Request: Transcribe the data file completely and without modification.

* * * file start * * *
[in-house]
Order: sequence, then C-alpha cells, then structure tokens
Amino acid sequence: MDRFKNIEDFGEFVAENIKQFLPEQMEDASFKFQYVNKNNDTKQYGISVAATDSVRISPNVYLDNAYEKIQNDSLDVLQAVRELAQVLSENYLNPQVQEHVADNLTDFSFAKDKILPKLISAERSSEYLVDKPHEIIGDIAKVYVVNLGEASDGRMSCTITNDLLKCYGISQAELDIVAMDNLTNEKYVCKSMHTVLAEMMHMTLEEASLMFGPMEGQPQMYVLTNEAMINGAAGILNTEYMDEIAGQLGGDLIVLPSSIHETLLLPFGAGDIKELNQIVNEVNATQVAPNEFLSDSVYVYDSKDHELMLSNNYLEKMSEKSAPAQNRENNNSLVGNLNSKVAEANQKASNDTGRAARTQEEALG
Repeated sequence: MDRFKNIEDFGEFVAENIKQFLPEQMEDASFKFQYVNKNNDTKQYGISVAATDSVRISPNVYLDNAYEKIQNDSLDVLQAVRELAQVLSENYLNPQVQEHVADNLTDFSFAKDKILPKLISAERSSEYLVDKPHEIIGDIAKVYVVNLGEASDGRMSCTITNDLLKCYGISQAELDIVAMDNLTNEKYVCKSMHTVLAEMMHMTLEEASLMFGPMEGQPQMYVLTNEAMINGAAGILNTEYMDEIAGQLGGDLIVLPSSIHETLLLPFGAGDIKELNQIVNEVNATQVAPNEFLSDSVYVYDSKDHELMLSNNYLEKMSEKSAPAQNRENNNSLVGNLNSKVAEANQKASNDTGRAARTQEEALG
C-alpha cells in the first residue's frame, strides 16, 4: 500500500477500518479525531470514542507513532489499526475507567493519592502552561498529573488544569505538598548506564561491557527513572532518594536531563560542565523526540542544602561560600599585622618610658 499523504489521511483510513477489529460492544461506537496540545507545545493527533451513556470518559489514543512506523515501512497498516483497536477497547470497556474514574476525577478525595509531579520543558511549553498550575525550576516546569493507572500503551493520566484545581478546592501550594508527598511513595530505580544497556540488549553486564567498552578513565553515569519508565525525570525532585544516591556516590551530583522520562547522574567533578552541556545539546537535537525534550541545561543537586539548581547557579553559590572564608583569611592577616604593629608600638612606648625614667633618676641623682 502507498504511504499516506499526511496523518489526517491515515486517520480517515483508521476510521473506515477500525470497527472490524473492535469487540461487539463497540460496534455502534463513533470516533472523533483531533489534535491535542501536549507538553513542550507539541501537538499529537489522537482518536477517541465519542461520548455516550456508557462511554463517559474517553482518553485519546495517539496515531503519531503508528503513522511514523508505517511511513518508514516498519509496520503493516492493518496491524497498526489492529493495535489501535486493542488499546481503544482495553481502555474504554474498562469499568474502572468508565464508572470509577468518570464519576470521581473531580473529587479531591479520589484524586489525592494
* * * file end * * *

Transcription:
[in-house]
Order: sequence, then C-alpha cells, then structure tokens
Amino acid sequence: MDRFKNIEDFGEFVAENIKQFLPEQMEDASFKFQYVNKNNDTKQYGISVAATDSVRISPNVYLDNAYEKIQNDSLDVLQAVRELAQVLSENYLNPQVQEHVADNLTDFSFAKDKILPKLISAERSSEYLVDKPHEIIGDIAKVYVVNLGEASDGRMSCTITNDLLKCYGISQAELDIVAMDNLTNEKYVCKSMHTVLAEMMHMTLEEASLMFGPMEGQPQMYVLTNEAMINGAAGILNTEYMDEIAGQLGGDLIVLPSSIHETLLLPFGAGDIKELNQIVNEVNATQVAPNEFLSDSVYVYDSKDHELMLSNNYLEKMSEKSAPAQNRENNNSLVGNLNSKVAEANQKASNDTGRAARTQEEALG
Repeated sequence: MDRFKNIEDFGEFVAENIKQFLPEQMEDASFKFQYVNKNNDTKQYGISVAATDSVRISPNVYLDNAYEKIQNDSLDVLQAVRELAQVLSENYLNPQVQEHVADNLTDFSFAKDKILPKLISAERSSEYLVDKPHEIIGDIAKVYVVNLGEASDGRMSCTITNDLLKCYGISQAELDIVAMDNLTNEKYVCKSMHTVLAEMMHMTLEEASLMFGPMEGQPQMYVLTNEAMINGAAGILNTEYMDEIAGQLGGDLIVLPSSIHETLLLPFGAGDIKELNQIVNEVNATQVAPNEFLSDSVYVYDSKDHELMLSNNYLEKMSEKSAPAQNRENNNSLVGNLNSKVAEANQKASNDTGRAARTQEEALG
C-alpha cells in the first residue's frame, strides 16, 4: 500500500477500518479525531470514542507513532489499526475507567493519592502552561498529573488544569505538598548506564561491557527513572532518594536531563560542565523526540542544602561560600599585622618610658 499523504489521511483510513477489529460492544461506537496540545507545545493527533451513556470518559489514543512506523515501512497498516483497536477497547470497556474514574476525577478525595509531579520543558511549553498550575525550576516546569493507572500503551493520566484545581478546592501550594508527598511513595530505580544497556540488549553486564567498552578513565553515569519508565525525570525532585544516591556516590551530583522520562547522574567533578552541556545539546537535537525534550541545561543537586539548581547557579553559590572564608583569611592577616604593629608600638612606648625614667633618676641623682 502507498504511504499516506499526511496523518489526517491515515486517520480517515483508521476510521473506515477500525470497527472490524473492535469487540461487539463497540460496534455502534463513533470516533472523533483531533489534535491535542501536549507538553513542550507539541501537538499529537489522537482518536477517541465519542461520548455516550456508557462511554463517559474517553482518553485519546495517539496515531503519531503508528503513522511514523508505517511511513518508514516498519509496520503493516492493518496491524497498526489492529493495535489501535486493542488499546481503544482495553481502555474504554474498562469499568474502572468508565464508572470509577468518570464519576470521581473531580473529587479531591479520589484524586489525592494